Book #2


I couldn’t find an empty notebook this morning, so I made threw one together from printer paper and the remnants of the box my Amazon Echo came in.


This one is a quarto with two quires, simply sewn together with waxed linen thread and no glue.

The top stitch on the cover is a bit strange, but topology wouldn’t allow the initial pattern I was planning on. I might use a small ring or a bar to secure the top stitch the next time I try this format so I can avoid the strange fifth hole in the spine.

It fits nicely in a pocket, and the cover feels pretty sturdy. I could probably have creased the spine a bit more heavily to make it close better, but I’m okay with that.


First Try at Bookbinding

I’ve always been interested in bookbinding, but haven’t given it a shot until now. I followed these excellent tutorials by Sea Lemon on YouTube, and I think my book came out okay.

I made the case using black Tyvek for the cover, and 1/4″ masonite for the spine and front and back boards. I think it worked pretty well, and I like the way it looks.


I sewed the signatures together using upholstery thread, and the book opens up really well.


This is the view of the cover with the book open on the table. I cut the board for the spine about twice as wide as I should have, and I’m not entirely happy with that. I got a bit impatient once the text block was done, and just charged ahead…


Another issue with rushing ahead was that I used a bit too much glue on the endpapers, and they wrinkled a bit as they dried.


All things considered, I’m very happy with the way the book turned out, and I’ve got some different techniques to try next time.



Shapeoko 2 progress

JustBecauseSign4988The Workshop 88 Shapeoko 2 is coming along nicely.  It recently cut this 18″ foam sign, taking advantage of the SO2’s “frontless” design that allows working on arbitrarily long pieces, even though its active work area is only about 10″x10″.  Some details are here.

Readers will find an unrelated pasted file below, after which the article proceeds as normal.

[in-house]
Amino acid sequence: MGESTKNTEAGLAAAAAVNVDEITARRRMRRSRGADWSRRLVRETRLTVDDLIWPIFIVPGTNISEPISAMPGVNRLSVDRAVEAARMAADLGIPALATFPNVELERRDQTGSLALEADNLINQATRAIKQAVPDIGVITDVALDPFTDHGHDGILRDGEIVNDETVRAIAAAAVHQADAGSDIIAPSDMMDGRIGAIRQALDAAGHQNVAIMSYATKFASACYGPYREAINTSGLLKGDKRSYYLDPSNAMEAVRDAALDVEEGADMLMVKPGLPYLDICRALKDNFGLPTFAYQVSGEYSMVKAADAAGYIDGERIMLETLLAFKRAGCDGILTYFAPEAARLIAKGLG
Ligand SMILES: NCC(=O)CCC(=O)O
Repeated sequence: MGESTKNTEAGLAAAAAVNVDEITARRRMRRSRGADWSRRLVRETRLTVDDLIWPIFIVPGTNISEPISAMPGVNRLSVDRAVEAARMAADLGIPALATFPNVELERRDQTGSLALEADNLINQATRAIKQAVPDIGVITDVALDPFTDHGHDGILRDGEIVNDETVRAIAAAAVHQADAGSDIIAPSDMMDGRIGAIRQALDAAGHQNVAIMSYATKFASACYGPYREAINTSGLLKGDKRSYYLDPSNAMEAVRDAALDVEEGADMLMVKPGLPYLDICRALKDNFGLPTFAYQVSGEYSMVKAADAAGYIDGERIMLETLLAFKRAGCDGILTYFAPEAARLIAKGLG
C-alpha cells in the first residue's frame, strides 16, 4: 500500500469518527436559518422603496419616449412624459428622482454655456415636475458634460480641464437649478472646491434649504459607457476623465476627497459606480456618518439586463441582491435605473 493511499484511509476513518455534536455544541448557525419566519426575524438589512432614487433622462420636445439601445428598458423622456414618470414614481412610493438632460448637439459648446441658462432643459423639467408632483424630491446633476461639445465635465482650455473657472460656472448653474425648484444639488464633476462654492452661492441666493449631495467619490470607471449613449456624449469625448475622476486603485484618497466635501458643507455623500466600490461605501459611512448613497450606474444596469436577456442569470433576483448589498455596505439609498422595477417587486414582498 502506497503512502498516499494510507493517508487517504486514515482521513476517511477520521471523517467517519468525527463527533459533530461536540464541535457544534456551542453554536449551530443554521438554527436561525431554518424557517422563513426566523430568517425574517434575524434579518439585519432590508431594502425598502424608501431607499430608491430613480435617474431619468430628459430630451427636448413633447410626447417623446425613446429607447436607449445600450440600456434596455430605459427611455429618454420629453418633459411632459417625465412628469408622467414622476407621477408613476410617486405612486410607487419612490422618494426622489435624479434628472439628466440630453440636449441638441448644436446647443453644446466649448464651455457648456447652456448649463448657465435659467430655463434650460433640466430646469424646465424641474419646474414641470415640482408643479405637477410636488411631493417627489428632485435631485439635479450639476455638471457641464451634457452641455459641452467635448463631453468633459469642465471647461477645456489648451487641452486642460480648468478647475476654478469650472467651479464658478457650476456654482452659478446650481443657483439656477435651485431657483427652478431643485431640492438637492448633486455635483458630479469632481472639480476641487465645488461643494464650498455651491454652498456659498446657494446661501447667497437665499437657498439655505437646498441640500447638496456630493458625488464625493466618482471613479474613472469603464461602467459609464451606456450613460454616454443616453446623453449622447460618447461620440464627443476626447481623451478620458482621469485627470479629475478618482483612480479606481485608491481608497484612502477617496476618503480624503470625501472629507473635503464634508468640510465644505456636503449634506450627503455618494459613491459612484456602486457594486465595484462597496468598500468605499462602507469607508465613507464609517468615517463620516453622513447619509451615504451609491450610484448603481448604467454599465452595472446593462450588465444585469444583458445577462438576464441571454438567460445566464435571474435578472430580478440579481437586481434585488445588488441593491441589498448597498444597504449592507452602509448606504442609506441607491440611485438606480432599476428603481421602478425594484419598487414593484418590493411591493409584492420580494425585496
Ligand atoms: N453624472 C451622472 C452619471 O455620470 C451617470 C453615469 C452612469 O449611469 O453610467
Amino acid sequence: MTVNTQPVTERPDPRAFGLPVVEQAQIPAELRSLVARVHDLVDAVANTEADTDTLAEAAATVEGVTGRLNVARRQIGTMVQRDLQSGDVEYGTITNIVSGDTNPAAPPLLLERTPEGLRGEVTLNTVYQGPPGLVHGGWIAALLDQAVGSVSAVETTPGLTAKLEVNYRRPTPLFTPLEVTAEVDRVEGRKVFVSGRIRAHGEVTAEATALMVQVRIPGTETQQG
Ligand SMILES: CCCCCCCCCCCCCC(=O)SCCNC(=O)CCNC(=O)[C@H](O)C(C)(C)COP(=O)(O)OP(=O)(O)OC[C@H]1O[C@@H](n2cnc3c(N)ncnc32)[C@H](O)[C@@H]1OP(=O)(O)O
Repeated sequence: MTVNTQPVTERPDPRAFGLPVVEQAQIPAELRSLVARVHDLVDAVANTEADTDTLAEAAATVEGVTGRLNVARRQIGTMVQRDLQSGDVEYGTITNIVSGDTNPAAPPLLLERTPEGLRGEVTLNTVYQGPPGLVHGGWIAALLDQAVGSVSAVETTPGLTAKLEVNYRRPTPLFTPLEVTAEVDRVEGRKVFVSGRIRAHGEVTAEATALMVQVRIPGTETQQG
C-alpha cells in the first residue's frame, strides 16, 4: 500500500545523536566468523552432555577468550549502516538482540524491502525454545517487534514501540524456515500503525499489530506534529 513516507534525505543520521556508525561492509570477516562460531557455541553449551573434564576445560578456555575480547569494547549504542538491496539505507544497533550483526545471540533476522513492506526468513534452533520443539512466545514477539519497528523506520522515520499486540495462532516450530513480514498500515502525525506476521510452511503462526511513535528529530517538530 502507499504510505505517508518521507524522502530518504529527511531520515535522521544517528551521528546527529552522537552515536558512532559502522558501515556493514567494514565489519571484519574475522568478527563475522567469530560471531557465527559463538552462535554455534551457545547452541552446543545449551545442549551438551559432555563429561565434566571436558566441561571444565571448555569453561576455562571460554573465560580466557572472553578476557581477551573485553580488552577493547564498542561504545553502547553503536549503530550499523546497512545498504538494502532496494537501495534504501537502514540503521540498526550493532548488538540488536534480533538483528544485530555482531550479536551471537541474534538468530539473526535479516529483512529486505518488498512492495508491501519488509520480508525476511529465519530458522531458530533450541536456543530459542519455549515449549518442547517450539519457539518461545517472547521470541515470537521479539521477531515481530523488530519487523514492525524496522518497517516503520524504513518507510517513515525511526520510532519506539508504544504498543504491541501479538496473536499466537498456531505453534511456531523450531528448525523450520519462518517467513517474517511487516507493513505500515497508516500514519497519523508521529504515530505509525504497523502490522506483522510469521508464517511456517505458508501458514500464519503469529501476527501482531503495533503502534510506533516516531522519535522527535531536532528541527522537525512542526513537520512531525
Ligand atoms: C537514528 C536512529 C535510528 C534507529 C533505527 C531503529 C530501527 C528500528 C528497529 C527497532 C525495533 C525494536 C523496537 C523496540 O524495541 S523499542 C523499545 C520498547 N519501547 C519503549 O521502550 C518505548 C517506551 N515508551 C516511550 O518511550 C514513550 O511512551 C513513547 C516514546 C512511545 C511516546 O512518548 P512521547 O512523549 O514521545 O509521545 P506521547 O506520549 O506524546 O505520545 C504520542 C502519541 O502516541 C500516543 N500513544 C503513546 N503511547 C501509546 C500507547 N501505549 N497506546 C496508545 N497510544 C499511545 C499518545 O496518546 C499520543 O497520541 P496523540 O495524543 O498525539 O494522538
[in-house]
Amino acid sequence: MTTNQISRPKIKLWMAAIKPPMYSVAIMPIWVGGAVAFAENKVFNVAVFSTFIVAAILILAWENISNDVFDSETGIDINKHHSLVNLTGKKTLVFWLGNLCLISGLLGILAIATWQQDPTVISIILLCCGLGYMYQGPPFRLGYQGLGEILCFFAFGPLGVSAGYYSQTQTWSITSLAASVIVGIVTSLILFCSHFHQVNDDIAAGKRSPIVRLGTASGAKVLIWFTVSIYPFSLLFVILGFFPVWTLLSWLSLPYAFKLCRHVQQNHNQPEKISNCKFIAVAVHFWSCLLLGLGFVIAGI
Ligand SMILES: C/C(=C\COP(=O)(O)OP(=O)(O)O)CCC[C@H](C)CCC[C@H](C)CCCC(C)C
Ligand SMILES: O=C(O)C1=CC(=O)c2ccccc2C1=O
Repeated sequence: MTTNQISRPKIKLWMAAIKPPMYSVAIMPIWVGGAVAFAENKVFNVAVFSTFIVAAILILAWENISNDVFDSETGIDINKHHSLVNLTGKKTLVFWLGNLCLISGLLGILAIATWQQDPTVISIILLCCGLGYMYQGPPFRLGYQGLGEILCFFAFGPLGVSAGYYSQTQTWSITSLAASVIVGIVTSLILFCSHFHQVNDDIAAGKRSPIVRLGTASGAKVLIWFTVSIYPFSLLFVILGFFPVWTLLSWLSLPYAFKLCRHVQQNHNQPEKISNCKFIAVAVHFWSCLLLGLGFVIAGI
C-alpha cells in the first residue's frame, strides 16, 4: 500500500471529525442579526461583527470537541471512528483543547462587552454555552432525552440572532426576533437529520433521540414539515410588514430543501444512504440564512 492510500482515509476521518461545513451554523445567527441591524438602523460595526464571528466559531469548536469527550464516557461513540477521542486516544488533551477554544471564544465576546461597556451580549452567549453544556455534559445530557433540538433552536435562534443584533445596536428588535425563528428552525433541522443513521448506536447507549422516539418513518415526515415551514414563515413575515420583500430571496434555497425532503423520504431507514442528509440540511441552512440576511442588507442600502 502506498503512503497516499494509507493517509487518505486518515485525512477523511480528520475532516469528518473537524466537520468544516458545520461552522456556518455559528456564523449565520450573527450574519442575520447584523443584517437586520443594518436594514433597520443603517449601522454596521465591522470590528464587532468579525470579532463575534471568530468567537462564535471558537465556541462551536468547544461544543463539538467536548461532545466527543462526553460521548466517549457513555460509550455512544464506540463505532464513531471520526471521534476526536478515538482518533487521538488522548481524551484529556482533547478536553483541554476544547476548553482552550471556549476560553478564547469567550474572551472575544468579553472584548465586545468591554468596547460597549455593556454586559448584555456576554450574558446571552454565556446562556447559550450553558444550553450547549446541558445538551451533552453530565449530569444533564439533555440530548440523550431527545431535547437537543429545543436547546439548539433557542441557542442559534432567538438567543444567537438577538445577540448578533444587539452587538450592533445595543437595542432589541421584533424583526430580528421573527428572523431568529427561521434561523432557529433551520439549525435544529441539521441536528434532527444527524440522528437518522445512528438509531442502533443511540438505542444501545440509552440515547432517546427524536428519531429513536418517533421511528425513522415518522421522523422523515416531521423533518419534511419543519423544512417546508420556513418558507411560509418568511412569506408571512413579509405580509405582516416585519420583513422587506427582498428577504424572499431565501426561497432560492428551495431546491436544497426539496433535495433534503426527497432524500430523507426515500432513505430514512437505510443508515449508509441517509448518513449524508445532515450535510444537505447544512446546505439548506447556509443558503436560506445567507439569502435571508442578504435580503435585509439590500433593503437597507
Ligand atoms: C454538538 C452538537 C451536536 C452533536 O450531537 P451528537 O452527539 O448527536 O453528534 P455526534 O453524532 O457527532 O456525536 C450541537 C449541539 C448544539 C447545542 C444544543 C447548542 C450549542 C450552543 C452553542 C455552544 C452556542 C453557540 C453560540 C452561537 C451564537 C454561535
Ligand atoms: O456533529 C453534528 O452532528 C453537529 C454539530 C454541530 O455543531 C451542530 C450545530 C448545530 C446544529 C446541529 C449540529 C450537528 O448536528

The Z axis auto touch-off switch, inspired by the Carvey “Smart Clamp” is now working as well.  There’s a little clip of it here.

While it’s machined handles for some of its clamp bolt and even machined the scales for a knife handle replacement, its most ambitious project to date is full 3D machining of the body of a pinewood derby car.  That’s still work in progress.  Stay tuned!


Shop Maintenance Day

With the start of the new year, we’re planning to spend some time cleaning up the space. We’ll be out at the space all afternoon on January 2nd, so if you’d like to come out and help clean up, stop by.


Networking Basics (July 2014)

Come out and learn basic computer networking skills!

The topics we’ll be covering include:

  • Network addresses
  • Basic home network design
  • Physical interfaces
  • Wireless networking
  • Debugging basic networking problems

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What have we been up to this summer?

It’s been a bit quiet around on the blog this summer, but that’s mostly because we’ve been pretty busy.  I thought I’d put up an update on what’s been going on around the space.


We’re always out at the space on Thursday nights for our public meeting, so drop on by! We had a lot of fun last week playing with some Tormach stepper drivers that Tom M. brought in, but every week brings something new and exciting.


We’ve been doing a lot with libraries all over the burbs.  You might remember this thing that we built for Glen Ellyn Public Library back in May.  In addition to that, we also do a lot of classes and DIY fairs.

This summer, we ran events at Bloomingdale, Glen Ellyn, Indian Trails, Winfield, Lisle, Addison, and at Lake Park High School.  We’ve got even more events coming up in the next few months, at the libraries I mentioned before as well as Roselle and St. Charles.

Improving the space!